Today, Brits started getting poorer because of Brexit. It's been an awful few years for the cost of living since the financial crash, but wages recently started to grow faster than inflation. People were getting richer again. Then Brexit happened.
It instantly triggered a plunge in the value of the pound. It then entered a more stable but still highly volatile period where it seemed to track the statements made by ministers like David Davis – as if Britain were some sort of tinpot dictatorship where huge economic changes could be discerned by the comments of senior generals. It then plunged again in early October after Theresa May confirmed she was going to pull the UK out of the single market as well as the EU. The currency has lost about 17% of its value. Imports, whether for sale directly to consumers or as component parts for products sold in the UK or exported outside of it, became more costly. Prices rose. Wages didn't. Figures released today showed real earnings were now falling for the first time since 2014, with wages rising by 2.1% while inflation rose at 2.7%.
Brexit is making us all poorer. But that cannot be said, because we have entered a post-truth era defined by religious zeal and intense intellectual defensiveness. Brexit is good. Therefore anything bad which has happened cannot, by definition, have been a result of Brexit. The goodness of Brexit is the only constant in an ever-changing world, so all other facts must be turned on their head to accommodate this new reality.
May and her chancellor, Philip Hammond, held a joint press conference today. Once upon a time parties had daily press conferences during campaigns, but no more. This was a rare treat for journalists in which they were allowed to scrutinise the Conservative leadership. May looked nervous and uncomfortable, as she always does. A couple of reporters asked her about the figures.
May had admitted to a worried father of five yesterday that Brexit was partially to blame for rising prices, Sky News told her. What will she do to help now?
Her answer was remarkable. "I didn't actually say Brexit was responsible for the troubles that he had," she replied. "I did say that we had of course seen an impact on inflation from changes to the currency in the last few months."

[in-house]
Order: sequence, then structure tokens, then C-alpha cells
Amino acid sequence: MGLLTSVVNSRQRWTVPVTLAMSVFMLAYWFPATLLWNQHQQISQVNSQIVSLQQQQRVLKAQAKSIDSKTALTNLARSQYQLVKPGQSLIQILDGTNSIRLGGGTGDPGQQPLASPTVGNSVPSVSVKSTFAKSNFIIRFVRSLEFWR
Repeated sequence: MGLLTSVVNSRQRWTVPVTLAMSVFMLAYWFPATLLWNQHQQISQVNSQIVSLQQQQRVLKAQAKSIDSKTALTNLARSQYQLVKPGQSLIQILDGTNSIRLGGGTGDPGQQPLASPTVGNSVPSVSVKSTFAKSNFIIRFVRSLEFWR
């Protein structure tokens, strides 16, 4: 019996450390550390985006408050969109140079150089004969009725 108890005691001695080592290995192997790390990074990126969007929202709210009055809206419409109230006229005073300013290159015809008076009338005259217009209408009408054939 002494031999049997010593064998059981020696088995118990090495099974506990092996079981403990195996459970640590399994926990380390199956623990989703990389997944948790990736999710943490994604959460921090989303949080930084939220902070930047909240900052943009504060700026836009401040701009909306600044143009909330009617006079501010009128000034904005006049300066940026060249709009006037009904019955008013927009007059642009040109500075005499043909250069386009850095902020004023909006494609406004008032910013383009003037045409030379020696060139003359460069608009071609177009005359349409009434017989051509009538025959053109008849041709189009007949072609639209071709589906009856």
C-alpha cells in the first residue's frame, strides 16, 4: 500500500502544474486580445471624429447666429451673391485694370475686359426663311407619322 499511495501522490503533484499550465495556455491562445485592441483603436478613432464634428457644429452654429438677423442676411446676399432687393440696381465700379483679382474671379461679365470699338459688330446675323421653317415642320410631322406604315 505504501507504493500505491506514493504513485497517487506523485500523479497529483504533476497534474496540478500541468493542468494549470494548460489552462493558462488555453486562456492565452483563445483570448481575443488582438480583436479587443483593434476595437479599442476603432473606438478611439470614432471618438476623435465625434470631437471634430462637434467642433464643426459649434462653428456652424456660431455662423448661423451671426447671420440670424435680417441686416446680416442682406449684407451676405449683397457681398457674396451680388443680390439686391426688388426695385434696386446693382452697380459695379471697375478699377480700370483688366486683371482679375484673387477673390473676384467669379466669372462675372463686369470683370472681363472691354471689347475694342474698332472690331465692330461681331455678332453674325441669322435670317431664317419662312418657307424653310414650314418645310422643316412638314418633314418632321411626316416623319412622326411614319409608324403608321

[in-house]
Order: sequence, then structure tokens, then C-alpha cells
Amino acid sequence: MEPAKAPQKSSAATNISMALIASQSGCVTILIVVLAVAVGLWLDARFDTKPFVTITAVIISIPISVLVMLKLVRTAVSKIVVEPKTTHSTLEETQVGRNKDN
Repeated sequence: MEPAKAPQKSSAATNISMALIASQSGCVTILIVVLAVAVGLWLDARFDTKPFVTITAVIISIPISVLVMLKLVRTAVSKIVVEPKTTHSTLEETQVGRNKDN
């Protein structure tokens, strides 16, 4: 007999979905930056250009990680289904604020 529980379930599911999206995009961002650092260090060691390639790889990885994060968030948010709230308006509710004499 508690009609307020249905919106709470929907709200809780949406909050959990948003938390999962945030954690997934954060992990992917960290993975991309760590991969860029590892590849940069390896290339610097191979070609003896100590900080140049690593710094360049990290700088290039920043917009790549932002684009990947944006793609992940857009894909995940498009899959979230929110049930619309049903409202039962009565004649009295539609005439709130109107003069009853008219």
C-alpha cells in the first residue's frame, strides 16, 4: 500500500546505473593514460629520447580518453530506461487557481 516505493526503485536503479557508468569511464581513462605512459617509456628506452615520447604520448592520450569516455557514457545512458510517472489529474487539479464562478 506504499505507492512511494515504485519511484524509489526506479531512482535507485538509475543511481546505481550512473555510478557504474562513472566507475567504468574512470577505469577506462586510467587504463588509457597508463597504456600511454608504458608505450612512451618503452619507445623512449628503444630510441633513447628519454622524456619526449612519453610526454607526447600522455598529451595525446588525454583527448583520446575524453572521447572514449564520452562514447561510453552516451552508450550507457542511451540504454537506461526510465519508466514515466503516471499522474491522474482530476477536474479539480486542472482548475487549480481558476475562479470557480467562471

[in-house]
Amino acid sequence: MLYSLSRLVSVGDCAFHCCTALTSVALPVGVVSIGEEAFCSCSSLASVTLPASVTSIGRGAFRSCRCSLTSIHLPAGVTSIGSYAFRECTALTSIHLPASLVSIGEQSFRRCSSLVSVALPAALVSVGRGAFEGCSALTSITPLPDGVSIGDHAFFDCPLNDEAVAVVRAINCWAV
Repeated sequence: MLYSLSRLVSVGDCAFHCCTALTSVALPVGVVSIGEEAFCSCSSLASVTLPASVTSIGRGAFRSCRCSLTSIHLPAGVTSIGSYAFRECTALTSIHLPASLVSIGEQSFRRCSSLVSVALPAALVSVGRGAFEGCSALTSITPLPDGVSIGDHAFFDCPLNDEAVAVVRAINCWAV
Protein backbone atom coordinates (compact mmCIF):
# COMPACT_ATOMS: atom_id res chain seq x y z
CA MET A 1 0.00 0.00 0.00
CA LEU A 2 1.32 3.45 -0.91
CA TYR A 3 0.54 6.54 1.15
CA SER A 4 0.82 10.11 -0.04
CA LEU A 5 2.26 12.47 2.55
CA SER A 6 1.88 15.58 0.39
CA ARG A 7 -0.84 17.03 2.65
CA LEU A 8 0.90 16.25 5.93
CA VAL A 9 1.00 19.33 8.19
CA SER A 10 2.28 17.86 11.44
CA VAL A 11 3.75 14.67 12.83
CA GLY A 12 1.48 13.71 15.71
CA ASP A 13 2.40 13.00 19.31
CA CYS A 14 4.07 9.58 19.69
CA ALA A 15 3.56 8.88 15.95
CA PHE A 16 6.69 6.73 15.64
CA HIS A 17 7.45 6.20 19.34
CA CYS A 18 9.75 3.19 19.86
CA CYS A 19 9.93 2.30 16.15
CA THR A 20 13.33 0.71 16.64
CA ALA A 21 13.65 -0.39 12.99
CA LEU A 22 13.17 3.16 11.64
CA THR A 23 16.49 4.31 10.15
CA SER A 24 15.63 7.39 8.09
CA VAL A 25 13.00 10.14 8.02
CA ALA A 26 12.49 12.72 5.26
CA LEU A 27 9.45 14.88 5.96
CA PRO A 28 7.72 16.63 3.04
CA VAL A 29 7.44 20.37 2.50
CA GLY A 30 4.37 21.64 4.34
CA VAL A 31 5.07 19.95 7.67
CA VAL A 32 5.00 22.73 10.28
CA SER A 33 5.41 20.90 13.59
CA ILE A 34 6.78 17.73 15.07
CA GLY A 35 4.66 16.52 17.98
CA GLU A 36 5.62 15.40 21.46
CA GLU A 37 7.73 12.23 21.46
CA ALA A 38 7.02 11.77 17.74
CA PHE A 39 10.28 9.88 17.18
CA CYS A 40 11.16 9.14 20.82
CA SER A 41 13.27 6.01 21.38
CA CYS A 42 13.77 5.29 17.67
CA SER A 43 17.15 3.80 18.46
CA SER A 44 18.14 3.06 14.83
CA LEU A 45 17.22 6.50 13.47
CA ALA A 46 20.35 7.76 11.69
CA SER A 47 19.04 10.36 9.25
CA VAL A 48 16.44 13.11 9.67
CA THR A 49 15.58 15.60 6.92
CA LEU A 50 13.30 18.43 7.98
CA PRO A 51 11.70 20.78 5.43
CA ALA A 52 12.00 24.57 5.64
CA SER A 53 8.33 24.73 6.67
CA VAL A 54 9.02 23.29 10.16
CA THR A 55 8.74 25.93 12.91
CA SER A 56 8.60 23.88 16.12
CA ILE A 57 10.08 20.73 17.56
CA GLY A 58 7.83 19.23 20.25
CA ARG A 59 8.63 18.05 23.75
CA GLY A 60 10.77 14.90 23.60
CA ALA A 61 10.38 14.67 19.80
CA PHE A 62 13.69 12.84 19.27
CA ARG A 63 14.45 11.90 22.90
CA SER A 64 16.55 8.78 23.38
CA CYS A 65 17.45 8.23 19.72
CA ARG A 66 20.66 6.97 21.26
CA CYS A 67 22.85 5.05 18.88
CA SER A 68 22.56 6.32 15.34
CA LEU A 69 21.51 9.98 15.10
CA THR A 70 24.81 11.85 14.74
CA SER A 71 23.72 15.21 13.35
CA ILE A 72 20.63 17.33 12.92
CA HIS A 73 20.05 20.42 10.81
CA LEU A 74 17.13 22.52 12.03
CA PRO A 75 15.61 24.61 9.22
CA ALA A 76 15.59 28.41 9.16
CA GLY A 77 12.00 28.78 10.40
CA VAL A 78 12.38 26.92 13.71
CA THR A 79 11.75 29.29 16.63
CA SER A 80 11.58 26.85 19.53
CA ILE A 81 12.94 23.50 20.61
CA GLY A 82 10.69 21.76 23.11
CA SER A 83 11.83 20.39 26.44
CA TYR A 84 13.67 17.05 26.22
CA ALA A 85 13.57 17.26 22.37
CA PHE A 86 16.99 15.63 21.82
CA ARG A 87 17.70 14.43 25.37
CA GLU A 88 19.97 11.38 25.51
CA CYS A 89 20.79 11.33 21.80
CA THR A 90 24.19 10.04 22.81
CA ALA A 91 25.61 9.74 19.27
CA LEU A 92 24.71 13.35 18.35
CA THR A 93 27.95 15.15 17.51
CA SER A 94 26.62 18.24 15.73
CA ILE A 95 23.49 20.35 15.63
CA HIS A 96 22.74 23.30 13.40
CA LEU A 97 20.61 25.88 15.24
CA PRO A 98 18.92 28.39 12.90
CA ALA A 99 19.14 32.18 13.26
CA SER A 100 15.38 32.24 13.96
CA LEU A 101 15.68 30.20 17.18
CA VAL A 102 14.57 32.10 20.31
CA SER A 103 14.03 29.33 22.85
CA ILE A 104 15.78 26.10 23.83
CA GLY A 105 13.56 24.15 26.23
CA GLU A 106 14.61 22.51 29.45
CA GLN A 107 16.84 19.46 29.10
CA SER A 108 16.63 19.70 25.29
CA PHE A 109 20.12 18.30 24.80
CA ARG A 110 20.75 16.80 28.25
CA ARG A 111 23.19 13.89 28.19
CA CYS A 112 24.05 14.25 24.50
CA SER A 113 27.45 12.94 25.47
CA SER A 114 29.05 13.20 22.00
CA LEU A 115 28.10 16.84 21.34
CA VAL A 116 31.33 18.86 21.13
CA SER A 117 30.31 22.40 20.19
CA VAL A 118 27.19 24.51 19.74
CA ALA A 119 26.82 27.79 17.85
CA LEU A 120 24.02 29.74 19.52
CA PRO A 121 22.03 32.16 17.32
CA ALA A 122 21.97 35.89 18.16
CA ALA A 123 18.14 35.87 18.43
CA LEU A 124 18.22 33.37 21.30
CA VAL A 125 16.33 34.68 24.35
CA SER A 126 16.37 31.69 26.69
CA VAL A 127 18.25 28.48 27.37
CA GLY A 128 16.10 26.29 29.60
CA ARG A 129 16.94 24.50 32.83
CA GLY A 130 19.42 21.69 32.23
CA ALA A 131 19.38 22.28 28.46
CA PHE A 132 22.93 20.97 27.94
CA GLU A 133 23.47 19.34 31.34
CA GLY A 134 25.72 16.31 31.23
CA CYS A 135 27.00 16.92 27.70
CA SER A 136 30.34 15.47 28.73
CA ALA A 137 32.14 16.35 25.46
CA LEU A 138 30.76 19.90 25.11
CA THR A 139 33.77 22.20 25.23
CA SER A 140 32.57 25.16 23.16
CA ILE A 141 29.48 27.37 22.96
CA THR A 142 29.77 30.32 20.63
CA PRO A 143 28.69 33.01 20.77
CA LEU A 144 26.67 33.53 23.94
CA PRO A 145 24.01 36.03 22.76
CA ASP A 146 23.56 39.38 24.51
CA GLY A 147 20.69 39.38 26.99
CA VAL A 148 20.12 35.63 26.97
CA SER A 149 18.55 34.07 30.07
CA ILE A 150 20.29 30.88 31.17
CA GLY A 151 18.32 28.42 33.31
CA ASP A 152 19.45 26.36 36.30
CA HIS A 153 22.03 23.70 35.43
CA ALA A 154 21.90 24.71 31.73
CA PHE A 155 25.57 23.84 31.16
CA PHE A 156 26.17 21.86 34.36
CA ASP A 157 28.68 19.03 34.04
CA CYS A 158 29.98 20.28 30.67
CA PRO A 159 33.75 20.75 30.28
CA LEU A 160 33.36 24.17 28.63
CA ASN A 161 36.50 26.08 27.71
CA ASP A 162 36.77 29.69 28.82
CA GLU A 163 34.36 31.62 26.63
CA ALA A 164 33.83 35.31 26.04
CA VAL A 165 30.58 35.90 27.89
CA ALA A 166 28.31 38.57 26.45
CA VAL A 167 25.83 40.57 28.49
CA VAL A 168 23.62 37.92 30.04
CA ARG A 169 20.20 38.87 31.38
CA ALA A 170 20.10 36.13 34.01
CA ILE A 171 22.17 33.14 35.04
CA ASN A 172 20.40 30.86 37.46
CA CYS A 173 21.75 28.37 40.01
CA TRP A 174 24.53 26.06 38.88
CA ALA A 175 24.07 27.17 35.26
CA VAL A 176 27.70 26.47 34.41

'The changes in currency'. It's as if these things happened without being caused, like some sort of spiritual phenomenon.
Hammond followed this strange line of argument. "We have some inflation passing through the economy," he said, as if he were grumbling to the wife after a particularly heavy meal. "This will be transient. It's the result of currency movements last year."
'Currency movements'. Again, a causeless shuffling of sterling for no reason at all.
The question was then raised again. Does May really not accept that the 17% drop in sterling was due to Brexit?
At this point she started to shift from being disingenuous to being outright misleading. "If you look at what had happened to sterling," she said, "it had started to slide before the referendum result came through."
Theresa May says Brexit not to blame for weak sterling, it had already been falling before the result came through.
Not really… pic.twitter.com/NZowHJYAVS
— Jamie McGeever (@ReutersJamie) May 17, 2017
No it hadn't. Sterling fell because of the Brexit vote. Absolutely there are moments of stability, or other times when it rises due to some day-to-day political event offering hope to investors. But there were two big movements: once when Britain voted to leave the EU and a second time when May confirmed we'd also leave the single market. Unless there was some other huge event on those two days which we've all missed, it's safe to assume that they are what precipitated those catastrophic drops in value.
This is reality. It is not a matter of opinion, or a spiritual phenomenon taking place independently of causation, or a weird economic fart bubbling up from the currency markets. Brexit triggered a fall in the value of the pound for the simple reason that people across the world had lower expectations of what the UK's future would entail as a result of it. If you're reading this from the UK, the chances are that you're poorer because of it. You can afford less stuff. It really is no more complicated than that.
You can support Brexit and think this is a tolerable thing to deal with and that it will be quickly addressed if talks are shown to be a success. That is perfectly possible. If you are the prime minister, who supported Remain, you can say that yes, this is unfortunate, but now that we're delivering Brexit we're going to make sure we keep this period as short and painless as possible. All of that would be entirely reasonable and sane. Best of all, it would show that the party seeking government understood and could discuss the factors which were affecting British quality of life.
But we do not live in times which are reasonable or sane. We live in a moment of near-religious hysteria, where one's commitment to the Brexit project defines one's saintliness. So we have the alarming spectacle of a prime minister and her chancellor pretending that what is evidently the case is not the case. Post-truth politics at the heart of government.
As ever with May, it is hard to know what's worse: her cynicism if she doesn't believe it, or her delusion if she does.
Ian Dunt is the editor of Politics.co.uk. His book – Brexit: What The Hell Happens Now? – is available now from Canbury Press.
The opinions in politics.co.uk's Comment and Analysis section are those of the author and are no reflection of the views of the website or its owners.